World News Brief, Thursday October 3

Obama cancels visits to Malaysia and Philippines as US government shutdown continues; South Korea and US sign new security pact; Asian Development Bank cuts growth forecast for Asia; Afghan election kicks off; Greenpeace activists charge with piracy, could face 15 years in Russian prison; and more

Top of the Agenda: Obama Cancels Two Asia Stops as Shutdown Continues

President Obama cancelled an upcoming trip to Malaysia and the Philippines this weekend due to the partial shutdown of the federal government, but it isn't clear if he will still visit Indonesia and Brunei, which were also on the schedule (WaPo). Deadlock on Capitol Hill continues, leaving government services in limbo as lawmakers refuse to reach an agreement on a funding bill (AP). One outcome of a prolonged government shutdown is that the U.S. Federal Reserve will delay reducing its bond-buying program, boosting emerging market currencies at the expense of the dollar as investors shift away from Treasuries (Bloomberg).


"It's day one, and there is agreement that we don't know where we are headed or how we get there. Both sides are playing a long game and seem unified in their brinkmanship. If current market and political realities are any indicator, we're a long way off from there being enough pressure on either side to deal," writes CFR Senior Fellow Robert Kahn.

"Perhaps the looming mid-October debt ceiling, the breaching of which could have catastrophic financial consequences, will force the Republicans' hand. But it's equally plausible that, having precipitated a government shutdown over the health care law, the House Republicans could simply pass a short-term debt ceiling hike and leave the government closed," writes CFR Senior Fellow Edward Alden.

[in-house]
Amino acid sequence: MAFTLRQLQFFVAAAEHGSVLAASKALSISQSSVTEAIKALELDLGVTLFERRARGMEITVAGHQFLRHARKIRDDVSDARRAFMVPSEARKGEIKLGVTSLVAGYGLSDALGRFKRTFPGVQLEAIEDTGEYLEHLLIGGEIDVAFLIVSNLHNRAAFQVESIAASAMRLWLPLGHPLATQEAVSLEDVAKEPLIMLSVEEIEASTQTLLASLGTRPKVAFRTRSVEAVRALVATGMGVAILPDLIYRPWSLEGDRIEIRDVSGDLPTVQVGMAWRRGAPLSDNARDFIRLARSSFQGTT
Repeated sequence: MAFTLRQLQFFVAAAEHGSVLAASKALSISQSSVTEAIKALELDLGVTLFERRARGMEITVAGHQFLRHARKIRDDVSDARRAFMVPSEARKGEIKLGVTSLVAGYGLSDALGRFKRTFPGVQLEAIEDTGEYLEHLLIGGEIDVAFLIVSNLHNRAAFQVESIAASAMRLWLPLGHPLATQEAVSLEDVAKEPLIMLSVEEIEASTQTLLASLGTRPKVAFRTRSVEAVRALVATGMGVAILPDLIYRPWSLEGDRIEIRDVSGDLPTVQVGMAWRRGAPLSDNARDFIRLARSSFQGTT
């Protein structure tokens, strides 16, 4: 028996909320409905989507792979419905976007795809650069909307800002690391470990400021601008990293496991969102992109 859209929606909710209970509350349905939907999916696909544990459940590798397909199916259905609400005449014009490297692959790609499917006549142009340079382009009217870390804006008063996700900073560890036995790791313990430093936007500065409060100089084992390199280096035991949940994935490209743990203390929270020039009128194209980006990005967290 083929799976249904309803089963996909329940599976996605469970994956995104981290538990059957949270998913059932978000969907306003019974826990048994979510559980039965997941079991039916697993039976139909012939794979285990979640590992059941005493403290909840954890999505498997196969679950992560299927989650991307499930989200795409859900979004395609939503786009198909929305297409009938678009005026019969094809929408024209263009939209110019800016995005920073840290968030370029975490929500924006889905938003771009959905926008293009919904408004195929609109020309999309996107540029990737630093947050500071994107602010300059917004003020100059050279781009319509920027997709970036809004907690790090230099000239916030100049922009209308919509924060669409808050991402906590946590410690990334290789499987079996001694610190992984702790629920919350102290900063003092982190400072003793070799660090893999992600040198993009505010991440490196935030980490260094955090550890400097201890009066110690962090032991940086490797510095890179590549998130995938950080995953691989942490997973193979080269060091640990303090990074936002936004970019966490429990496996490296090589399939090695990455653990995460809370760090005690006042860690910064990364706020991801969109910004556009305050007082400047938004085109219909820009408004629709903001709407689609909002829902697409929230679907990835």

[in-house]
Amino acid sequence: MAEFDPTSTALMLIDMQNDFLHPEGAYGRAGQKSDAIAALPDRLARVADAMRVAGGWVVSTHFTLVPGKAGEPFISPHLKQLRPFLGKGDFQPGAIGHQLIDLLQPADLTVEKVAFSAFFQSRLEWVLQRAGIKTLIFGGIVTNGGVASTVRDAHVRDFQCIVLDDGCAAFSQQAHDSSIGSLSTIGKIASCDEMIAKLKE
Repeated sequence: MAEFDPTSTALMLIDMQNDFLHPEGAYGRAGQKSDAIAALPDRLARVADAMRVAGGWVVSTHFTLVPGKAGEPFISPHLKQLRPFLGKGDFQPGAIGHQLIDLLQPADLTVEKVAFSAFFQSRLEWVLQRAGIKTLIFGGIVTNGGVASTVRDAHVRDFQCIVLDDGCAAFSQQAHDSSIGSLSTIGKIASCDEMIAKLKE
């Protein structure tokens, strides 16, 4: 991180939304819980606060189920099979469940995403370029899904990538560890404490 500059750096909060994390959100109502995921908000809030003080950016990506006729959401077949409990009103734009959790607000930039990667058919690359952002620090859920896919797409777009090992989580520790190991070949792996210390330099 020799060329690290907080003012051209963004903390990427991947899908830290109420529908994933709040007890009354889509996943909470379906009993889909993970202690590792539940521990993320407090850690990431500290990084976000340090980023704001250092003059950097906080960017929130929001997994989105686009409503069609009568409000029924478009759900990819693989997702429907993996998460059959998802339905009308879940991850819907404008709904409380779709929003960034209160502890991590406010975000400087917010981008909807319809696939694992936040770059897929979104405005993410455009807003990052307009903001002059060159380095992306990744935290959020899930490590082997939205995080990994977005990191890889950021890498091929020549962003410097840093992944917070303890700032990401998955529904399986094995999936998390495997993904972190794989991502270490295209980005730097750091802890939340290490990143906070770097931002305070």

"Why does Washington claim that demonstrating resolve in the world requires intermittently using military force, but not funding the federal government on time? For those who claimed that attacking Syria with cruise missiles was required to maintain U.S. credibility in the eyes of Iran's Supreme Leader, doesn't Capitol Hill's behavior over the past week do more to demonstrate America's incompetence?" writes CFR Douglas Dillon Fellow Micah Zenko.



South Korea., U.S. Sign New Security Pact

The United States and South Korea signed a new pact to deal with North Korea's potential use of nuclear arms and other weapons of mass destruction, and agreed to review the timing of a scheduled 2015 transfer of command control of their combined forces in the peninsula (Yonhap).

This Backgrounder explains the Six Party Talks on North Korea's nuclear program.

HONG KONG: The Asian Development Bank cut its growth forecast for Asia due to economic slowdown in China and India and skittish regional financial markets as the U.S. Federal Reserve's taper looms (Hindu).


Afghan election kicks off

Greenpeace activists charged with piracy

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